EXAMPLE VIII

The procedures of Example V were repeated with the exception that the fusing energy was maintained constant at 5.0 joules/in2, and the peak width was 3.3 milliseconds. The presence of colloidal silica was observed to reduce de-enhancement across the entire image density spectrum of 0 to 1.20 optical density units. FIG. 8 represents a plot of the quantitative results for this Example.

EXAMPLE IX

The procedures of Example V were repeated. In addition, a third toner composition comprising about 70 percent by weight polyester, about 20 percent by weight of a polypropylene wax commercially available at Viscol 550-P from Sanyo Corporation, and about 10 percent by weight carbon black was prepared, and to this composition was added a colloidal silica powder as an external additive in an amount of about 0.5 percent by weight of the toner. The presence of polypropylene was found to cause additional minimization of the image de-enhancement across the entire image density spectrum of 0 to 1.20 optical density units. FIG. 9 represents a plot of the quantitative results for this Example. Line A represents results obtained with the toner composition comprising 70 percent polyester, 20 percent polypropylene, and 10 percent carbon black, to which was added 0.5 percent Aerosil R972® colloidal silica. Line B represents results obtained with the toner composition comprising 90 percent polyester, and 10 percent carbon black, to which was added 0.5 percent Aerosil R972®. Line C represents results obtained with the toner composition comprising 90 percent polyester and 10 percent carbon black with no colloidal silica added.

EXAMPLE X

The procedures of Example VI were repeated. In addition, a third toner composition comprising about 70 percent by weight polyester, about 20 percent by weight of a polypropylene wax commercially available from Sanyo Corporation as Viscol 550-P, and about 10 percent by weight carbon black was prepared, and to this composition was added colloidal silica as an external additive in an amount of about 0.5 percent by weight of the toner. The presence of polypropylene was found to cause additional minimization of the image de-enhancement across the entire image density spectrum of 0 to 1.20 optical density units. FIG. 10 represents a plot of the quantitative results for this Example. Line A represents results obtained with the toner composition comprising 70 percent polyester, 20 percent polypropylene, and 10 percent carbon black, to which was added 0.5 percent Aerosil R972® colloidal silica. Line B represents results obtained with the toner composition comprising 90 percent polyester, and 10 percent carbon black, to which was added 0.5 percent Aerosil R972®. Line C represents results obtained with the toner composition comprising 90 percent polyester and 10 percent carbon black with no colloidal silica added.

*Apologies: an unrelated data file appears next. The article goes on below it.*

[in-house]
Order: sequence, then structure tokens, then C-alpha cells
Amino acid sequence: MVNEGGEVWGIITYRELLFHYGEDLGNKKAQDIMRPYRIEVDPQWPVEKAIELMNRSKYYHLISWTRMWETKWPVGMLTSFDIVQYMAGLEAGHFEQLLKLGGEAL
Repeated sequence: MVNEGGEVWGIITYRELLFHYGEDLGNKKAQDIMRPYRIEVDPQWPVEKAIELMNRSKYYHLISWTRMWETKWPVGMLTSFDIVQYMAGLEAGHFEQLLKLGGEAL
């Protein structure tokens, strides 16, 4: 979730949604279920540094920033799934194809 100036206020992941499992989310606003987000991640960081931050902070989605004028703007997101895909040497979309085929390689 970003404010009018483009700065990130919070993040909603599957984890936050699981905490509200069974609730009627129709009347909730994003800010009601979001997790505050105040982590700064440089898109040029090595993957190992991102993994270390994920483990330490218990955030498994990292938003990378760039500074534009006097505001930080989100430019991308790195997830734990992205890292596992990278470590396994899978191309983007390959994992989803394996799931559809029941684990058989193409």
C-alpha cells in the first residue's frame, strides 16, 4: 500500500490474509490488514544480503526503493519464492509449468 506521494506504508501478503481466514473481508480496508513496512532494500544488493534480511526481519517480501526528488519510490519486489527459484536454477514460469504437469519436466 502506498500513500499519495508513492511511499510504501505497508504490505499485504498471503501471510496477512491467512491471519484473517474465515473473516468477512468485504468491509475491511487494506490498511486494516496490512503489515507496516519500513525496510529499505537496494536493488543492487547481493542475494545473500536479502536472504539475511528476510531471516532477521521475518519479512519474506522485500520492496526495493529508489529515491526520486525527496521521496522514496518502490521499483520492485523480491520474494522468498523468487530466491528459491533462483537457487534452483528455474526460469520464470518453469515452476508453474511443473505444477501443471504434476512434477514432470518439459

EXAMPLE XI

The procedures of Example VII were repeated. In addition, a third toner composition comprising about 70 percent by weight polyester, about 20 percent by weight of a polypropylene wax commerically available from Sanyo Corporation as Viscol 550-P, and about 10 percent by weight carbon black was also prepared, and to this composition was added colloidal silica as an external additive in an amount of about 0.5 percent by weight of the toner. The presence of polypropylene was found to cause additional minimization of the image de-enhancement across the entire image density spectrum of 0 to 1.20 optical density units. FIG. 11 represents a plot of the quantitative results for this Example. Line A represents results obtained with the toner composition comprising 70 percent polyester, 20 percent polypropylene, and 10 percent carbon black, to which was added 0.5 percent R972 colloidal silica. Line B represents results obtained with the toner composition comprising 90 percent polyester, and 10 percent carbon black, to which was added 0.5 percent Aerosil R972®. Line C represents results obtained with the toner composition comprising 90 percent polyester and 10 percent carbon black with no colloidal silica added.